SYDNEY, Australia (AP) _ South Pacific nations today protested France's decision to resume nuclear tests in the region, with Australia and New Zealand limiting military ties while some called for a boycott of French goods.

New Zealand's foreign minister, Don McKinnon, accused French President Jacques Chirac of ``Napoleonic-De Gaulle arrogance'' for announcing that eight more explosions would rock French Polynesia beginning in September.

Chirac said Tuesday that France would resume the testing, suspended in 1992, to complete its experimental program. He promised France would halt all tests in fall 1996 and sign a treaty banning such testing.

French Foreign Minister Herve de Charette today repeated Chirac's statement that the decision was irrevocable. He said there were no plans to develop new nuclear weapons.

New Zealand Prime Minister John Bolger told Parliament today that his country would suspend all defense links with France, except those affecting humanitarian and U.N. peacekeeping roles. New Zealand also canceled visits by French ships and suspended joint training.

``It is not too late for France to reconsider its position,'' he said. ``There is a great deal at stake.''

Australian Prime Minister Paul Keating said he too will freeze military cooperation while the testing takes place.

Trade Minister Bob McMullan said existing defense links, such as training and joint maritime surveillance in the Pacific, will be maintained. But new ties, such as defense contracts, will not proceed.

A group of Australian mayors and trade unionists called for a boycott of French goods.

And both Australia and New Zealand planned to lodge formal diplomatic protests and countries of the region mounted a war of words against France.

Tiny island states, represented by the South Pacific Forum, said a resumption of testing in September would be ``particularly provocative'' as it would coincide with an annual summit meeting of island leaders.

``This flagrant disregard for world and regional opinion will do considerable damage to France's relations with the forum region,'' said the group's secretary-general Ieremia Tabai, based in Fiji.

Daniel Millaud, a representative of French Polynesia to the French Senate, called Chirac's decision a ``monumental error.''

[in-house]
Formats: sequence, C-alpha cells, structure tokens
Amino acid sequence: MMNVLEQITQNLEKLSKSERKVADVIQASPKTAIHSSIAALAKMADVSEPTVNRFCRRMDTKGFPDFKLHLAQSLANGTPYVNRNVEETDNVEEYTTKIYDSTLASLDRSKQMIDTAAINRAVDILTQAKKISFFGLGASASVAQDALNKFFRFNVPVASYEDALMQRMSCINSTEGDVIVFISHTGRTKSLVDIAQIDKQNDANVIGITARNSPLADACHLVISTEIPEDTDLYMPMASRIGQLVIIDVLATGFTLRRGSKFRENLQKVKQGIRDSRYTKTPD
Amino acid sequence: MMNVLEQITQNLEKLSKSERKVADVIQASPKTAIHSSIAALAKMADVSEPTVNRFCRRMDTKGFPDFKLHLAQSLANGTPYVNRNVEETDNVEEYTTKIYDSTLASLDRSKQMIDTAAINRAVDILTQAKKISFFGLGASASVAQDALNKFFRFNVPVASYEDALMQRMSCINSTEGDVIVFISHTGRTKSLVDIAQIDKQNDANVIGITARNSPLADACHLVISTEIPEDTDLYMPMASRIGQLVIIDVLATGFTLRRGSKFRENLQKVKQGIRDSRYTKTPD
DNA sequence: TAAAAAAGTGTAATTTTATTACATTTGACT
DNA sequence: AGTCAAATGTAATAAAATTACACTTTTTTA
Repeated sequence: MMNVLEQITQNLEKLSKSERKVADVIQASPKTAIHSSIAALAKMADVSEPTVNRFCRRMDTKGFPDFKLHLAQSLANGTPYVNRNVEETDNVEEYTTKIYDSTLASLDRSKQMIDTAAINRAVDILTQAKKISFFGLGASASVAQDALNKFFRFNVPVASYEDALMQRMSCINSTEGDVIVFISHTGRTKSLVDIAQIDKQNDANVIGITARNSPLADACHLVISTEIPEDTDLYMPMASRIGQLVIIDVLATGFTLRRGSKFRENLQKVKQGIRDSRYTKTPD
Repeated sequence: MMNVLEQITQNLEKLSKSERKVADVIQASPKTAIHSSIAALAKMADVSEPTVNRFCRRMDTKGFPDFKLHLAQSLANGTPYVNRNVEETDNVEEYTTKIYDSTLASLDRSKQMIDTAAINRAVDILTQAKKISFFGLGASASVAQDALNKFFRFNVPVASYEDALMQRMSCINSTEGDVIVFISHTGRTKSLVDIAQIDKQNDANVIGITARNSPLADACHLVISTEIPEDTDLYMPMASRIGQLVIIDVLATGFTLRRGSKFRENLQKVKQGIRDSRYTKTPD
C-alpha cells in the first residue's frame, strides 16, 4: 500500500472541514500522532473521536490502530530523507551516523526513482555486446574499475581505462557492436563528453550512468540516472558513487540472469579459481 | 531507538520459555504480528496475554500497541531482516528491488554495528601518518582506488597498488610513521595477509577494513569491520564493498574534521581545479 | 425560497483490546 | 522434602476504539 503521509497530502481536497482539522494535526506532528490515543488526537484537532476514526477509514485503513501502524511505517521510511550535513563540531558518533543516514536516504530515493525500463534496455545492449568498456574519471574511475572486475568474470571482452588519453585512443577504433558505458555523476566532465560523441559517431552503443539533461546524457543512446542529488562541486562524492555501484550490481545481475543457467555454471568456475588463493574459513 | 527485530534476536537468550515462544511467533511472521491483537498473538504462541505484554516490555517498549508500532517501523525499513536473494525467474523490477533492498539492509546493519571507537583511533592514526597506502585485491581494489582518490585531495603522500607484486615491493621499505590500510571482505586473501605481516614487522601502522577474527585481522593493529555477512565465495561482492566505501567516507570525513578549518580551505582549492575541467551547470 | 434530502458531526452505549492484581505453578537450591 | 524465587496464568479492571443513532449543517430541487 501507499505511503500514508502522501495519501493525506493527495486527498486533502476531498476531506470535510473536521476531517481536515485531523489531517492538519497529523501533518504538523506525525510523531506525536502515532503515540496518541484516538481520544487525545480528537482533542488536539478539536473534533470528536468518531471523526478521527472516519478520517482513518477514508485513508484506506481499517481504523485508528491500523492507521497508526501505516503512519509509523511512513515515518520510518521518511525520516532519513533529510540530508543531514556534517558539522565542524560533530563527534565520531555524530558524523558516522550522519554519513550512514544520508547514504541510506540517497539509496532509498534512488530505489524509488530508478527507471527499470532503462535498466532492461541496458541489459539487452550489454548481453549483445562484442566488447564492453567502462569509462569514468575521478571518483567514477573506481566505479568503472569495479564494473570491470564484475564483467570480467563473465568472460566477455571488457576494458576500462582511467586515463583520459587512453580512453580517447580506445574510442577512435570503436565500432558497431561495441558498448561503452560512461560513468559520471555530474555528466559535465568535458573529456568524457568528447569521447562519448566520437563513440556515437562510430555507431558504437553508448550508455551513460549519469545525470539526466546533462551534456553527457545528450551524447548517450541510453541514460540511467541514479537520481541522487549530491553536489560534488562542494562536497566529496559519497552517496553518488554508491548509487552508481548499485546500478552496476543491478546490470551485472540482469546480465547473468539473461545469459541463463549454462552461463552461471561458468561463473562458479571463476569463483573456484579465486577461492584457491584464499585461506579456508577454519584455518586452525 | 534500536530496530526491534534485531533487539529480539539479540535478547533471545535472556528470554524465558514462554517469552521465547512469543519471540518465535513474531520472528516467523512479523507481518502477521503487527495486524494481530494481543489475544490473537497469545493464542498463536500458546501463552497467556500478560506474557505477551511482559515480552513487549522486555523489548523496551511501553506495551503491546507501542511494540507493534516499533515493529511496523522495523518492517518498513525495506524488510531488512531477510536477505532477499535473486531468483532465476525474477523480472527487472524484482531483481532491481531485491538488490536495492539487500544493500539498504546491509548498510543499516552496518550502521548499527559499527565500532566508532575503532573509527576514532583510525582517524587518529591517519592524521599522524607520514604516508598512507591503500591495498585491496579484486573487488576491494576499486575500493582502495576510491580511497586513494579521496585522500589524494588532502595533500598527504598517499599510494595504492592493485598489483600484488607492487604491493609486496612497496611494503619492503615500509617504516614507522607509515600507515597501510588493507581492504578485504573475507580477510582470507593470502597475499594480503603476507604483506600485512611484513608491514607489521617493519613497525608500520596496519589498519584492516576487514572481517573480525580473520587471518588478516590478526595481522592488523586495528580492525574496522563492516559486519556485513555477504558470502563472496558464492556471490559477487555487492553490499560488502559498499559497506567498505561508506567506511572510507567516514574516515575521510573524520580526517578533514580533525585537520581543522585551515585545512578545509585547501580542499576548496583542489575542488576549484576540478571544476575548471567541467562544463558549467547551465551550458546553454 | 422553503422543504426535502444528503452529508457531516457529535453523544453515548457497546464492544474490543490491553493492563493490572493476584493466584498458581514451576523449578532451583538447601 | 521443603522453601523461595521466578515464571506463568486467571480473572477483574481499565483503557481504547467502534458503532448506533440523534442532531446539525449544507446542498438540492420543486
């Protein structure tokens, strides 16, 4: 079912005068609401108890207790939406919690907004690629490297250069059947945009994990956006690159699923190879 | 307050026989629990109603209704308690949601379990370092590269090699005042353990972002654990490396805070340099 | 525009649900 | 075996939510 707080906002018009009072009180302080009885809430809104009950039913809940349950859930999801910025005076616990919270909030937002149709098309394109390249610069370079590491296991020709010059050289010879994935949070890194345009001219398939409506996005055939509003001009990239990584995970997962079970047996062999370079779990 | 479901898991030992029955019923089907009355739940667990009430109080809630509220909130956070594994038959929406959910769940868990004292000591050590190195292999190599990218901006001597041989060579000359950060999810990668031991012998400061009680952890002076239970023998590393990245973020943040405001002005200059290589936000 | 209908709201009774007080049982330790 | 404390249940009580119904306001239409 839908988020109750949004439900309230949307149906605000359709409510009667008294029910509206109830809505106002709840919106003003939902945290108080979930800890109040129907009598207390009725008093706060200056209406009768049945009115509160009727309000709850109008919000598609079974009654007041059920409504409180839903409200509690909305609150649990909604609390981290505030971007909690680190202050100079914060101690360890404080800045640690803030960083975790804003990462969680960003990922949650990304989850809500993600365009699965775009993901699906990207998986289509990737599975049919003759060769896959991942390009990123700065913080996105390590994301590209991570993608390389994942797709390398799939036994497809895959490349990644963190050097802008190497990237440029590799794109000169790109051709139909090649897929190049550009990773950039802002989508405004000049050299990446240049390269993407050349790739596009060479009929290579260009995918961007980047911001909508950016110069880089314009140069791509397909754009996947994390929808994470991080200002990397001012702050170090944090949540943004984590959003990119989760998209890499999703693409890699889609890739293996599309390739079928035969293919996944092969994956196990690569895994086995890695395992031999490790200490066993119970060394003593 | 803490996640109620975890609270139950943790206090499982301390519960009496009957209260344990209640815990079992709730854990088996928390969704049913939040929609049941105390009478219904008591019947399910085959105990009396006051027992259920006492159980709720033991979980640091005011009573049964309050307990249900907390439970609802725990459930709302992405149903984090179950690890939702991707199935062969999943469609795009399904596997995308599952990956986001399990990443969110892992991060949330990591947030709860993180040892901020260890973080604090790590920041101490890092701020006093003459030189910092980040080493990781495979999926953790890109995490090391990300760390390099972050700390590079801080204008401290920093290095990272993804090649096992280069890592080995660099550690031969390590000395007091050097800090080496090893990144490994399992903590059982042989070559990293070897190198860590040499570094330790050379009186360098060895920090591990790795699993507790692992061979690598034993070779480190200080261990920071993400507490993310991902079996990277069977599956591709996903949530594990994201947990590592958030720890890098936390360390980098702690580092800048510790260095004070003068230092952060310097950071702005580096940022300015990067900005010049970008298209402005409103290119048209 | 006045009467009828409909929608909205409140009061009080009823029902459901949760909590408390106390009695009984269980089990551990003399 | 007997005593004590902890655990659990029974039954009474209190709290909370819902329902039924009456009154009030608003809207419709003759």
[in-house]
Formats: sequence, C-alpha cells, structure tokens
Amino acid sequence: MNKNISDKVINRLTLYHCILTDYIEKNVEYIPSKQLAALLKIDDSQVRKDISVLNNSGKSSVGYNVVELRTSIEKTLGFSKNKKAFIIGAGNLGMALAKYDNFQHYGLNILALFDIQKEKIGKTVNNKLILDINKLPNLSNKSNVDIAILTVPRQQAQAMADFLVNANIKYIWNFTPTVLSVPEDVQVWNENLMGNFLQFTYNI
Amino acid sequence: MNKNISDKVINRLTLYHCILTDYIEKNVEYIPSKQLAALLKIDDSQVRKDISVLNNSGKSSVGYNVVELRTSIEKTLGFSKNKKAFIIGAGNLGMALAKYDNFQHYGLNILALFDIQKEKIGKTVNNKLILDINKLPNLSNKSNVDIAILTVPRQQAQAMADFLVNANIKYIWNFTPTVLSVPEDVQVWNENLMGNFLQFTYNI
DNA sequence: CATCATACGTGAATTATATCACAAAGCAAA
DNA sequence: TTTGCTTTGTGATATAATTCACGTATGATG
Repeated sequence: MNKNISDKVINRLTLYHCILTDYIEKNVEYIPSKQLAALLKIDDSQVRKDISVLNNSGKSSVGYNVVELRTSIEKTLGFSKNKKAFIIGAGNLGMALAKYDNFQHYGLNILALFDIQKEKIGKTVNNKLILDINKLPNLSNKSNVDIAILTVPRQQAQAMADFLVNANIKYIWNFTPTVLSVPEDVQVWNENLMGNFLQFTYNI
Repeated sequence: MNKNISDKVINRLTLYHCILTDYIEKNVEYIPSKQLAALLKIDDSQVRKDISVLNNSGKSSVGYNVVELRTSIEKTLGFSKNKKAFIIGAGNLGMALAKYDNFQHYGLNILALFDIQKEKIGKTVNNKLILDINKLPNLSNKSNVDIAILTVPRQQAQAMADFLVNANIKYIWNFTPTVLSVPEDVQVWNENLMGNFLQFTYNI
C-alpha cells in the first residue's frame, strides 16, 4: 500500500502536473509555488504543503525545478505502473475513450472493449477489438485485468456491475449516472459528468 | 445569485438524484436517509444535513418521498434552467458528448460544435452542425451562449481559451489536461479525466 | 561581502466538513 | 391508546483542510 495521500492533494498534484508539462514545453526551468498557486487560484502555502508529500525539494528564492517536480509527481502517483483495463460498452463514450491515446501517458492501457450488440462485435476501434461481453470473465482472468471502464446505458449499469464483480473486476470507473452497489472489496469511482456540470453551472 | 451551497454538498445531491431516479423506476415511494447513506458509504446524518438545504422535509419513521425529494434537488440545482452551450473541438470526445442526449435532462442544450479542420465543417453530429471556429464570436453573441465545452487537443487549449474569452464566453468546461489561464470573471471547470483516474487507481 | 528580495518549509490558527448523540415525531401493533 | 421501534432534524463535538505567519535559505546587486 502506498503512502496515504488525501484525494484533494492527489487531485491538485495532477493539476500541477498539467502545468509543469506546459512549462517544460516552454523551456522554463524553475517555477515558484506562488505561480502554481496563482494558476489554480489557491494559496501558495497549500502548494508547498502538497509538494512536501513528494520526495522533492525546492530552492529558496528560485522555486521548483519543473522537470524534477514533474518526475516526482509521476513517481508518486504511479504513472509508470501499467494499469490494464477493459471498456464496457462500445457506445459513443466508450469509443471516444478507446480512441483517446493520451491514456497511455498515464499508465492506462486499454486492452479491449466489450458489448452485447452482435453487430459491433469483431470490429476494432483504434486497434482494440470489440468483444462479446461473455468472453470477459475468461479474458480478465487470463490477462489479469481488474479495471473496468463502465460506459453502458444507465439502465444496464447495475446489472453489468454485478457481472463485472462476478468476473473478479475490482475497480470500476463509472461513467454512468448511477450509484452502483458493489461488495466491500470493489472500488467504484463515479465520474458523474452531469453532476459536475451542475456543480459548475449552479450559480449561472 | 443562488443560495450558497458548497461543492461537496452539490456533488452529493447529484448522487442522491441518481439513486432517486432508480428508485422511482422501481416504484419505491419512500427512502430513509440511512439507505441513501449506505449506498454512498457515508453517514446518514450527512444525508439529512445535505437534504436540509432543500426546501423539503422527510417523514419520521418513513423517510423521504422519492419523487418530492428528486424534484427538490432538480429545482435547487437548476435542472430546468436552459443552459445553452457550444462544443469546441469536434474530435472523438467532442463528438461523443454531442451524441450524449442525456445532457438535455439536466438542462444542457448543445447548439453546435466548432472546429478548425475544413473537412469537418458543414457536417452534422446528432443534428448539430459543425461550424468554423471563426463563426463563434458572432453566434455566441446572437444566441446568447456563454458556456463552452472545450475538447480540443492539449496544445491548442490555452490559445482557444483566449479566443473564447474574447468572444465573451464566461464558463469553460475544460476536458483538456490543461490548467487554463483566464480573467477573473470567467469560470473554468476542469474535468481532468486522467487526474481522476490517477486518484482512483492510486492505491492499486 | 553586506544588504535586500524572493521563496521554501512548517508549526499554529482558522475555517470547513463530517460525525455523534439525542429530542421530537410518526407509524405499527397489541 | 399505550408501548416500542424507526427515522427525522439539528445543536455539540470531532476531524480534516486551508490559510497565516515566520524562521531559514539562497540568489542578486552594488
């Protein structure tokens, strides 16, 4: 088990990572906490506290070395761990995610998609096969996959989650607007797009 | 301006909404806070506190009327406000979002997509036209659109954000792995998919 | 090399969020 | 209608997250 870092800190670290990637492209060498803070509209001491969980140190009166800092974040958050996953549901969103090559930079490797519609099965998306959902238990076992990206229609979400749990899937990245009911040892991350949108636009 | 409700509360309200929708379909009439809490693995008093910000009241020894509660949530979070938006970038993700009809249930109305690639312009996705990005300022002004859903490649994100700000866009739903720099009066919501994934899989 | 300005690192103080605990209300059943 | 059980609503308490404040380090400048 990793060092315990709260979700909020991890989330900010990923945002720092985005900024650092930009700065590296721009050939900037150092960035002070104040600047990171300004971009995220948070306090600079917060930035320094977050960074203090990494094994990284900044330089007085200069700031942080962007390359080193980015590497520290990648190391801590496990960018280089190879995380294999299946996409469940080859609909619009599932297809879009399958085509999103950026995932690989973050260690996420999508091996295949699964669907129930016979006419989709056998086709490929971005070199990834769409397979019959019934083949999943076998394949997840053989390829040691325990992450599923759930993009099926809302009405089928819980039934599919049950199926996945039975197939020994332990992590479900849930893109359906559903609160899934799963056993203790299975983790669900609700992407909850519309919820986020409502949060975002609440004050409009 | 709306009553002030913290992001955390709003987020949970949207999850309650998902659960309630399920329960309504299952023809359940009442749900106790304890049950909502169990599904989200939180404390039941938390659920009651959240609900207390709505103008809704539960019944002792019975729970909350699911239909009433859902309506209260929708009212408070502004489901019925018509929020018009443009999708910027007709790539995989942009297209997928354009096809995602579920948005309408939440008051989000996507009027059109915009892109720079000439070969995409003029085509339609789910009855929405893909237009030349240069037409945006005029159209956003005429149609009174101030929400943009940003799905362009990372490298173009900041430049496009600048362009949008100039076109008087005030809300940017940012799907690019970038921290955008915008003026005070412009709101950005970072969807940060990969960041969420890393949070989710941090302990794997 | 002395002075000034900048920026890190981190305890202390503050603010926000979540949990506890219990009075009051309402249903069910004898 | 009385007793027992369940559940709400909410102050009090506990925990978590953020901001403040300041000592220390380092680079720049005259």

South Pacific states have protested France's nuclear program since it started in Polynesia in the early 1960s. They oppose any weapons build-up in the region and fear the consequences of continued blasting to their fragile ocean environment.

France denies there is any danger. But environmentalist groups claim the rock bases of Mururoa Atoll and neighboring Fangataufa Atoll, about 3,200 miles southeast of Hawaii, have been shattered by underground explosions and are leaking small amounts of radiation.

In 1973, New Zealand sent a warship to the French blast zone in protest of testing. The South Pacific declared itself a nuclear-free zone in 1985.

After Socialist President Francois Mitterrand suspended France's testing program in April 1992, the United States, Britain and Russia quickly followed suit, with China remaining the only nuclear power to continue experimental nuclear blasts for weapons testing.

``When the world is heading in the right direction on this issue, France is taking a major step backwards,'' McKinnon told Radio New Zealand.

In Washington, the White House issued a statement saying, ``The United States regrets this action.'' But White House Press Secretary Mike McCurry noted Chirac's commitment to end the tests and sign a test-ban treaty.

Japan's foreign minister, Yohei Kono, said the resumed testing violates the trust of the non-nuclear community. The Philippines and Indonesia also joined the chorus of condemnation.

The Rainbow Warrior II, a ship owned by the Greenpeace environmentalist group, left port in Auckland, New Zealand, on Tuesday for the Polynesian testing zone in anticipation of Chirac's announcement. It was scheduled to leave New Zealand waters today for Mururoa after a brief ceremony over the submerged wreck of the original Rainbow Warrior. Ten years ago that ship was bombed in Auckland port by French intelligence agents, killing one activist.